A Queenstown pensioner has staged a sit-in protest to stop roadside paving outside her Frankton home being ripped up.
On Monday, after more than two years of wrangling with the council, Janet Rutherford put a chair on the last piece of asphalt outside her McBride Street property and sat in it, stopping contractors moving in with a digger.
Council staff arrived and called the police, who told her they were arresting her for trespass.
“They put me in the back of the police car.”
A few years ago, after noticing other property owners had done the same thing, Janet and her late husband, Robert, sealed the road reserve outside their home to stop their vehicles getting hit by passing motorists.
When told by the council the paving was illegal, their application for a licence to occupy was declined.
Despite her protest, the asphalt was removed on Monday, and she’s expecting a $4000 bill from the council.
Janet, who owned and ran Glenorchy Air with Robert for more than 25 years until selling up this year, says she was prepared to be arrested and go to court.
Then she realised a conviction would stop her entering the United States, where one of her daughters lives.
“I’m going there in April.
“That was the only reason I got out of the police car and gave in.”
But she still can’t understand why the council’s picked on her.
About 18 months ago, she and Robert counted 32 property owners in Frankton who had modified their road reserve, and about 40 in Kelvin Heights.
She believes the council’s not enforcing its rules consistently.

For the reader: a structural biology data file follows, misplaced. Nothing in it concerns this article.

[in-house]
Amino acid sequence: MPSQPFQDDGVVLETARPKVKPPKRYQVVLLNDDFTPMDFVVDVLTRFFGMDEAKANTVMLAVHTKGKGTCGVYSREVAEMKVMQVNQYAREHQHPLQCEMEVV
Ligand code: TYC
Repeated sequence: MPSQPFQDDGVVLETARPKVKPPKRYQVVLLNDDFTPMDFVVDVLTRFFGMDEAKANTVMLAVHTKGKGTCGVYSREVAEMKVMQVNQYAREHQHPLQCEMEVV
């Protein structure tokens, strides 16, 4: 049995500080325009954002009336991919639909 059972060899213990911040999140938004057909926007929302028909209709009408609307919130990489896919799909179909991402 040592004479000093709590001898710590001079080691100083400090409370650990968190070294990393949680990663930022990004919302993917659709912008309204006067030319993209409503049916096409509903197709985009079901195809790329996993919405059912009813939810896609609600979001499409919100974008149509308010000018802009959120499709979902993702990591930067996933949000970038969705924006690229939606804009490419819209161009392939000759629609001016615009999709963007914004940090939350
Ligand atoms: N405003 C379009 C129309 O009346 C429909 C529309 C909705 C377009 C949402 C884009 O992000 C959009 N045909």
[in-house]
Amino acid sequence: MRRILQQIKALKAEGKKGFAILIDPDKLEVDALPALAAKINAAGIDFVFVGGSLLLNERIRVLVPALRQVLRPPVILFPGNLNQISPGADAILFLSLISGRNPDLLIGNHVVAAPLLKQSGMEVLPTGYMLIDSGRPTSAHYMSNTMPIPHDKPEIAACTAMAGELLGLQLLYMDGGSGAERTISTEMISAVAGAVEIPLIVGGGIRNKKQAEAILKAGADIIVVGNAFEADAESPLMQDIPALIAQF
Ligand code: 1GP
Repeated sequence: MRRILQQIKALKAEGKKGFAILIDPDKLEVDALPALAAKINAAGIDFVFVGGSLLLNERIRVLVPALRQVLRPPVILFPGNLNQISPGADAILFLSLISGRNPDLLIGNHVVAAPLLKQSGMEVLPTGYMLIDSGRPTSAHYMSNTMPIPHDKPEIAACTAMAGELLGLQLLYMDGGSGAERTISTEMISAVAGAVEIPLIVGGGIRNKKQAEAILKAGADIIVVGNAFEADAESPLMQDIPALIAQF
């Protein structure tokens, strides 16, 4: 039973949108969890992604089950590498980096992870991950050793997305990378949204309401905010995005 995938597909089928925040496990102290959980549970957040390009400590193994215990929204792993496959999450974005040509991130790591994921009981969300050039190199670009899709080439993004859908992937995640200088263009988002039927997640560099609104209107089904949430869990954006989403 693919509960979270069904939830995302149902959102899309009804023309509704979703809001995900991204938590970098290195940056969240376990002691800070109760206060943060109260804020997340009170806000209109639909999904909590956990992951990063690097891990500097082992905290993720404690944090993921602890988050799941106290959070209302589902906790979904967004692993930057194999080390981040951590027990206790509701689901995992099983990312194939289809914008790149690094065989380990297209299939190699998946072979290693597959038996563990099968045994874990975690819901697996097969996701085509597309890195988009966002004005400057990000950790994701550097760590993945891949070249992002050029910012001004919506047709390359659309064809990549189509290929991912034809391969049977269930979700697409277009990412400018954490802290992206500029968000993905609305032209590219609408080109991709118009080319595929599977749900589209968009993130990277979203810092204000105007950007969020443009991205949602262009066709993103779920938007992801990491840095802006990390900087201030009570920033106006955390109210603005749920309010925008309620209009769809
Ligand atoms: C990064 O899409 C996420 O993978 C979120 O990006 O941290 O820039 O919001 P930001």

“It was not giving anybody any trouble at all because there’s no footpath on our side of the road.
“I can’t see the point of them being so awkward.”
Council spokesman Jack Barlow says permitted unless the property owner has a licence to occupy.
“Road reserves are important as they often contain underground infrastructure for which access may be needed at any time, and help keep the neighbourhood looking nice for everyone.”
Council staff tried working with Janet, Barlow says.
“Despite repeated attempts over an extended period to get the owner to comply, this was not forthcoming, and our last resort has been to remove the asphalt ourselves to return it to grassed road reserve.”
There’s been a spate of illegal road reserve occupations in Frankton, he says.
“We have worked steadily to remove these with the cooperation of land-owners.”
In the past two years, it has ordered the removal of paving or similar twice, while a “few more” areas of illegal occupation have been removed by property owners after discussions with the council.
Asked what other kinds of modification of road reserve are deemed illegal, he says each circumstance is considered on a case-by-case basis.